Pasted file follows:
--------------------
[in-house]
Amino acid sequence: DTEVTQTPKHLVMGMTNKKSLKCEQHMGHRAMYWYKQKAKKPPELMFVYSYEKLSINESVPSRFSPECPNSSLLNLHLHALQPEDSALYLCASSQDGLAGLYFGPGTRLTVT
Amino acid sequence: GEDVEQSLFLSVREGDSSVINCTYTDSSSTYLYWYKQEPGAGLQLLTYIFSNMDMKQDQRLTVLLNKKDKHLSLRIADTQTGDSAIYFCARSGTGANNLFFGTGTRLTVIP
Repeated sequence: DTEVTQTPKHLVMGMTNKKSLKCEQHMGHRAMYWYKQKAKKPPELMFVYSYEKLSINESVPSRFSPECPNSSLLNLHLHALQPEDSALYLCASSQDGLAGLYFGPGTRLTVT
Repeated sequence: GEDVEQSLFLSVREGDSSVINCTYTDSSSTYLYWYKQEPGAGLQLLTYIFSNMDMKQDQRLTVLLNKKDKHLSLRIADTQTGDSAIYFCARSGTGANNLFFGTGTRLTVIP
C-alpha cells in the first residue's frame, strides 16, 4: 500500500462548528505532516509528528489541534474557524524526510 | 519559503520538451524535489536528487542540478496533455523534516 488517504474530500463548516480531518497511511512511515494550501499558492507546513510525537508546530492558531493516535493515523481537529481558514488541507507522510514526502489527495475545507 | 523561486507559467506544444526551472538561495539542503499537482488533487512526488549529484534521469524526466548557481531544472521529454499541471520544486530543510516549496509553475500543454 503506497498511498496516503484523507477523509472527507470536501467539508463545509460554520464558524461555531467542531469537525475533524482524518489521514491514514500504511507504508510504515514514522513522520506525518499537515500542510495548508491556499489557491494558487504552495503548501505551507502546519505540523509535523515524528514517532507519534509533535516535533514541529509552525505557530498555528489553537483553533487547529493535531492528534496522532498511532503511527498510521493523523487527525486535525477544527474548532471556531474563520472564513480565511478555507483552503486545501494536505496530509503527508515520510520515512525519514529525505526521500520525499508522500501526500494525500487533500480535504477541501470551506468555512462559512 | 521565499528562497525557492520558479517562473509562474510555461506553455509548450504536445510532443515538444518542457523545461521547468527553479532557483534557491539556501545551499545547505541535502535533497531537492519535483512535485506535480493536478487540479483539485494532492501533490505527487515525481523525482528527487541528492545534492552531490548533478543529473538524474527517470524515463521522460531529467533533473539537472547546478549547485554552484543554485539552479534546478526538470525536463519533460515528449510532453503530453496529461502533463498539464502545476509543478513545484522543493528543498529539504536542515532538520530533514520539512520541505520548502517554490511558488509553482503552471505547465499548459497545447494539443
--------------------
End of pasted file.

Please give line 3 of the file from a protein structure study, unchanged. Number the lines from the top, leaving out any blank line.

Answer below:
Amino acid sequence: GEDVEQSLFLSVREGDSSVINCTYTDSSSTYLYWYKQEPGAGLQLLTYIFSNMDMKQDQRLTVLLNKKDKHLSLRIADTQTGDSAIYFCARSGTGANNLFFGTGTRLTVIP